This is a missed opportunity as there is inherent potential for cutting regional inequality from delivering place-based net zero transitions across the UK. Many local authorities recognise the moral imperative to act on climate change (with around 300 councils declaring a climate emergency) but also the economic development opportunities that could stem from a transition to net zero. There are the obvious job creation upsides in emerging low carbon and renewable sectors (which have currently peaked during 2018) but also in transitioning workers from carbon intensive industries into new, quality jobs in these emerging industries.
This was recommended by the Green Jobs Taskforce but the Levelling Up White Paper failed to make linkages to several potential growth areas within the Net Zero Transition. A clear example of this is the necessary retrofit revolution across the UK building stock. This will unlock c.100,000 new construction roles across the country but will need locally conscious approaches due to the variation in housing stock and densities. Retrofit at this scale is also vital to reducing energy demand. There is much the Government could take from the National Retrofit Strategy and their strategy to develop local skills and capacity for retrofit. This approach will decarbonise the local economy and provide job growth.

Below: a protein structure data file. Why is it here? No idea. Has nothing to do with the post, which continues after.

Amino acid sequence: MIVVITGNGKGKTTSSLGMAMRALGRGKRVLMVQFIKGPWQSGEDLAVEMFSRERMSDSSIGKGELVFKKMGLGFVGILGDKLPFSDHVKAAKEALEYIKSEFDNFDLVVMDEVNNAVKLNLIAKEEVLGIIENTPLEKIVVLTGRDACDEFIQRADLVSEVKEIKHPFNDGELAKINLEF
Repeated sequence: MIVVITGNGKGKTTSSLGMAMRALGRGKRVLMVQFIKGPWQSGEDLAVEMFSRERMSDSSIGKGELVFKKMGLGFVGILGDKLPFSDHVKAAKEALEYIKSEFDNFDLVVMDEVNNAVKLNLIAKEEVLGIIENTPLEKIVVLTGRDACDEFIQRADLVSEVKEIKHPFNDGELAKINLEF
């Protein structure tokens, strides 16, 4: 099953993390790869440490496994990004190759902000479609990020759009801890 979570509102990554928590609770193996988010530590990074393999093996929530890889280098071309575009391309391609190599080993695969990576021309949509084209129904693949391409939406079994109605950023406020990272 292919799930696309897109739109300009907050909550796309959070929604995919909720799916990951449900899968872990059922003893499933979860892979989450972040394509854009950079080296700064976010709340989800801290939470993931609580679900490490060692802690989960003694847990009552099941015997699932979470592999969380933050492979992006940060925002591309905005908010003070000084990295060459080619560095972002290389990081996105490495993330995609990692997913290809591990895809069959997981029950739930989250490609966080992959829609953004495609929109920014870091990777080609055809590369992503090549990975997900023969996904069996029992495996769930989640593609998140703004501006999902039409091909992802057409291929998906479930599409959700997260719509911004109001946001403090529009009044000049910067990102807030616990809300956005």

This place-based approach is the most efficient method for delivering net zero and will simultaneously level up regions. The executive summary of the Levelling Up White Paper emphasises "Pride in Place" as a significant focus area. A recent PWC report compared place-specific and place-agnostic approaches for net zero delivery, and found a staggering divergence in investment cost and social co-benefits between both. The "place-based" bottom-up approach saved more than half the investment cost while still providing more than double the social co-benefits.
The Levelling Up White Paper, to its credit, did introduce greater devolution powers, but greater links need to be established between local climate finance plans and levelling up. This will also attract flows of private finance into under-invested regions, connecting the £130 trillion of assets under management from members of the Glasgow Financial Alliance for Net Zero (GFANZ) who are looking for net-zero aligned projects. This “wall of money” can simultaneously be leveraged into the net zero and levelling up transition, delivering a just and equitable transition across the UK. It will require expanded place-based finance development capacity, otherwise the project pipeline will not be created. The five Local Net Zero Hubs announced in the Net Zero Strategy are a start, but should be proliferated and scaled up if they are to meet the needs of place-based climate investment across the UK.